Book Review: The Happy Minimalist
Like frugality and simplicity, minimalism is both a means and an end. It's a way of living light on your wallet and light on the planet, and it enables certain choices (such as mobility) that are closed off to most people. The hows and whys of minimalism are the topic of Lawrence's book.
When Lawrence lays out his own path, the book is great. The story of how he came to minimalism and of how he lives his life is fascinating and compelling. He provides solid details on the specific choices he has made, in terms of what he finds he needs and how he gets by without many of the things that most people figure are needs.
I wish the book had more of that, because that's what Lawrence has to offer — his own experience told in his own words.
Unfortunately, that's only half of this rather short book. The other half is advocacy for minimalism, and that part reads as if Lawrence didn't trust the truth of his own words and his own experience. The advocacy part of the book is larded with quotes from Gandhi, Confucius, Socrates, Aesop's fables, the Bible, etc. There are literally pages of quotes. They're all fine statements of the value of living in accordance with your own values (rather than the values of society at large) and of minimalism as a pathway to doing so — but they're largely statements that everyone has seen before.
Nobody says it better than Thoreau, but rather than yet another repetition of "We are happy in proportion to the things we can do without," I'd have much preferred more of Lawrence's own insights:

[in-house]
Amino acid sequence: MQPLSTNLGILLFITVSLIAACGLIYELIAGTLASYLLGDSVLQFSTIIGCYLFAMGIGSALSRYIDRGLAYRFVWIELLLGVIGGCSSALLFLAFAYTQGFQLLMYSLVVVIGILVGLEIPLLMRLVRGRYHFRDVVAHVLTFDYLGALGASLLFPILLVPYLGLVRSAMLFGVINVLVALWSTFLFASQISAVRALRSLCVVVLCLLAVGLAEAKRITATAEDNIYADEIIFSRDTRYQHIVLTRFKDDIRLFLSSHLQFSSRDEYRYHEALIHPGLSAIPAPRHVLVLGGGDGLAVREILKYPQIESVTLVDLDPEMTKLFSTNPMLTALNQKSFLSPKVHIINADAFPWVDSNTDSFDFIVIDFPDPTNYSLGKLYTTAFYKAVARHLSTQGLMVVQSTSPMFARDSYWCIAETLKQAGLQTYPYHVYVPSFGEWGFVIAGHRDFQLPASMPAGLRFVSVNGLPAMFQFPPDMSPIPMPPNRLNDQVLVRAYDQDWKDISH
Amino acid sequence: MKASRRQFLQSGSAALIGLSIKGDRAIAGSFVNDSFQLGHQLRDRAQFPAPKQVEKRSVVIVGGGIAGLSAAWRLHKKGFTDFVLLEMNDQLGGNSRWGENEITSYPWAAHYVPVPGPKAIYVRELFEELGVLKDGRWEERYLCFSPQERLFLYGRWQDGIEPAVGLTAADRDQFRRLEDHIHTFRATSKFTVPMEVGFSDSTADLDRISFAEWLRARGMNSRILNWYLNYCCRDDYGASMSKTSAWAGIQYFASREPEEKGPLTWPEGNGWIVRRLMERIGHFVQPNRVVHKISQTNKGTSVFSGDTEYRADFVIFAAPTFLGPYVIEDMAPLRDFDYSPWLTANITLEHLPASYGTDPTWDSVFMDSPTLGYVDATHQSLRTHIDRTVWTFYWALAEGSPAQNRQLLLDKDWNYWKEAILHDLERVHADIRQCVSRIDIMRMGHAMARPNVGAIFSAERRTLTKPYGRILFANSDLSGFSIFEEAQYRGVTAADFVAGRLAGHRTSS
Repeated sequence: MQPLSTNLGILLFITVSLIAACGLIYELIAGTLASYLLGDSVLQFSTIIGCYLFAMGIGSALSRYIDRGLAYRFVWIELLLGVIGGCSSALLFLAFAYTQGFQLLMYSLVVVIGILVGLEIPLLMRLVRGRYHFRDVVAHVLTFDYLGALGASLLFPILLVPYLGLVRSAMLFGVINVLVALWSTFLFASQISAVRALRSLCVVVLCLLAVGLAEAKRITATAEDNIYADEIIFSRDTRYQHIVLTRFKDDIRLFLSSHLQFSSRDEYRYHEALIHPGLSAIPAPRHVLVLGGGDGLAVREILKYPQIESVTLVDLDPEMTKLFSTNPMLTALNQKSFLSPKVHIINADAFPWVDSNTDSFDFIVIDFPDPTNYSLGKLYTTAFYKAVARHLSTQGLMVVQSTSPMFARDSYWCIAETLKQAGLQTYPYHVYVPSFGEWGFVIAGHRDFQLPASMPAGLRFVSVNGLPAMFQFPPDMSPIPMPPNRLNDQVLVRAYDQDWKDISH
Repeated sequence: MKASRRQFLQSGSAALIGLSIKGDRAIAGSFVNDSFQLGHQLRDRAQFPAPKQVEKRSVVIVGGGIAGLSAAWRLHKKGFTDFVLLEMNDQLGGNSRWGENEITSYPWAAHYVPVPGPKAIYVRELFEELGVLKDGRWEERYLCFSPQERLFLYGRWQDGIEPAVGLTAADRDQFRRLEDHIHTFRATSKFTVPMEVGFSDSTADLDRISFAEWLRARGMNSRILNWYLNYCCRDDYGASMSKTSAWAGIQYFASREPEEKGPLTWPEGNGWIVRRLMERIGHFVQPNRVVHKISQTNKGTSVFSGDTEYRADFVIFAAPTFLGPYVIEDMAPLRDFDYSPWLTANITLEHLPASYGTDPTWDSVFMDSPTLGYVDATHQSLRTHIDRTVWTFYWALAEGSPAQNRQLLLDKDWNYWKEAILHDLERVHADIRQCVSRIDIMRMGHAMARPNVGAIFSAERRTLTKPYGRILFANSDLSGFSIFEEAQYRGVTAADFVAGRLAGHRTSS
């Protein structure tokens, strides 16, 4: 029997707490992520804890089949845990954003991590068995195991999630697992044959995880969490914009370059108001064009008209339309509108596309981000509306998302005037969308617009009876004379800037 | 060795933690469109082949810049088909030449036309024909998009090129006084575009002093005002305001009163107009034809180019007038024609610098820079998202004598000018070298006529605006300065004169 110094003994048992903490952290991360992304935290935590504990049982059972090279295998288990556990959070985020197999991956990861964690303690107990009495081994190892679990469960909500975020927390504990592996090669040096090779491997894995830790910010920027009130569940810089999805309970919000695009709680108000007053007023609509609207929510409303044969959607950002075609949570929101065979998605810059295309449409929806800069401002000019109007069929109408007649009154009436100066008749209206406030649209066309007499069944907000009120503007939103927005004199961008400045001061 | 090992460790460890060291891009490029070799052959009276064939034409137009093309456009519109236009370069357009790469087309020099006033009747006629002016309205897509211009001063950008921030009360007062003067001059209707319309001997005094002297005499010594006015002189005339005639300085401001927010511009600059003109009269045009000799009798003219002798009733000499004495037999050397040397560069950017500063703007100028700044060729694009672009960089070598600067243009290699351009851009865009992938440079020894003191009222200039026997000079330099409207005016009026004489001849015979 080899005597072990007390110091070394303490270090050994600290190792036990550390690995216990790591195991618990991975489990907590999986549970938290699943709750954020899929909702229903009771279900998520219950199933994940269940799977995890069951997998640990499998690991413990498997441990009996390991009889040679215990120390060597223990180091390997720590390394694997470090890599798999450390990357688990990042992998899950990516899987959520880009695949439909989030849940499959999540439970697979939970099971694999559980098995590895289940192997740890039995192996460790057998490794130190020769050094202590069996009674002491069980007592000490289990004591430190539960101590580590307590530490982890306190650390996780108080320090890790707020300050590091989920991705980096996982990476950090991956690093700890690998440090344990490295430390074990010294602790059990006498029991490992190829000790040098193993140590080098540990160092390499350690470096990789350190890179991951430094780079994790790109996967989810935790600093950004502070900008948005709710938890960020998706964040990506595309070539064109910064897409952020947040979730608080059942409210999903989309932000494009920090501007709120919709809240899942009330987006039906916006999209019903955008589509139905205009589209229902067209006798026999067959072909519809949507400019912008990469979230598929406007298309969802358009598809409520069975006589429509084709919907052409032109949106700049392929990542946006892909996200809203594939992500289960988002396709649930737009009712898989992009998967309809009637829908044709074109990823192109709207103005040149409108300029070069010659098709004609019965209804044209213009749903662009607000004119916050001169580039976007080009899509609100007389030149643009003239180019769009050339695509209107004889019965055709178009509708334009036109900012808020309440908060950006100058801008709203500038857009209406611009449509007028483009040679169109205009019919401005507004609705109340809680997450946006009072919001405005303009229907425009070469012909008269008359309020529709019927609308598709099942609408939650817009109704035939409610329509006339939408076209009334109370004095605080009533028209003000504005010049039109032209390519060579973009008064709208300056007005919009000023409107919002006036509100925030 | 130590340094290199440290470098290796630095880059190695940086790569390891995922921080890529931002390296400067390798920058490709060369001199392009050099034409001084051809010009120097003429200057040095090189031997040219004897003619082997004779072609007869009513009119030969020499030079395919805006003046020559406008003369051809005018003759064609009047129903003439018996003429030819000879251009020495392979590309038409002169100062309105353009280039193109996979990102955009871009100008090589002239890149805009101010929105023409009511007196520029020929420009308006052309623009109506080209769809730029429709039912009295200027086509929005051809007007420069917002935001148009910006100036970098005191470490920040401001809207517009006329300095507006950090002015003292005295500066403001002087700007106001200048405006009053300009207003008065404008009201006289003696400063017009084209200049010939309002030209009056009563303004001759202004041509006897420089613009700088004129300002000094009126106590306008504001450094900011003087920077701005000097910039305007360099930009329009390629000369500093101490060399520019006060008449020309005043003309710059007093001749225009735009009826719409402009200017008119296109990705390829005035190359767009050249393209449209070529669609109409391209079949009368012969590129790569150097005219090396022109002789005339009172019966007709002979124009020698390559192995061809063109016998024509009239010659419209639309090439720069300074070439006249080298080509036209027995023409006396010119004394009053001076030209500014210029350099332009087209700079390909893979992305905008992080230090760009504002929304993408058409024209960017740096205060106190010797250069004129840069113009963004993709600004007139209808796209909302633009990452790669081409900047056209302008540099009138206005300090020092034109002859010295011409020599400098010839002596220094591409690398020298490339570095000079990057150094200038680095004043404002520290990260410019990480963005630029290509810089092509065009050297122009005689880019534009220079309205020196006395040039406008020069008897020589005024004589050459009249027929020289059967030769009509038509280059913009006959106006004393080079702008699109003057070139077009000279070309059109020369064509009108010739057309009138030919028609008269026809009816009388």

I don't have a 42-inch flat panel high-definition TV. However, I take pride in my 120-inch high-definition view from my home of the mountain range. I get to see the sun rise every morning and moon rise every month.
Is there a danger of oversimplification or trying to minimize something that should not be minimized. Yes. Exercise is a good example.
We all live somewhere on the continuum from minimalism to maximalism, but where we are now is an artifact of our own history, social and family pressures, and mere happenstance. Unless we've lived a very thoughtful life, or been very lucky, we're probably not at the best possible point. Getting close to your own best point comes down to a thoughtful examination of your own values and a close look at how your life does or doesn't match them. Where a book like The Happy Minimalist can help is by illuminating one point along the continuum and saying, "Here's what it's like at this point! Here's what's good about it!" That knowledge can then inform us as we make the choices that move us one direction or another along the continuum. Despite its flaws, The Happy Minimalist does that.
Note: I received a free copy of the book for review. Links to the book are affiliate links.
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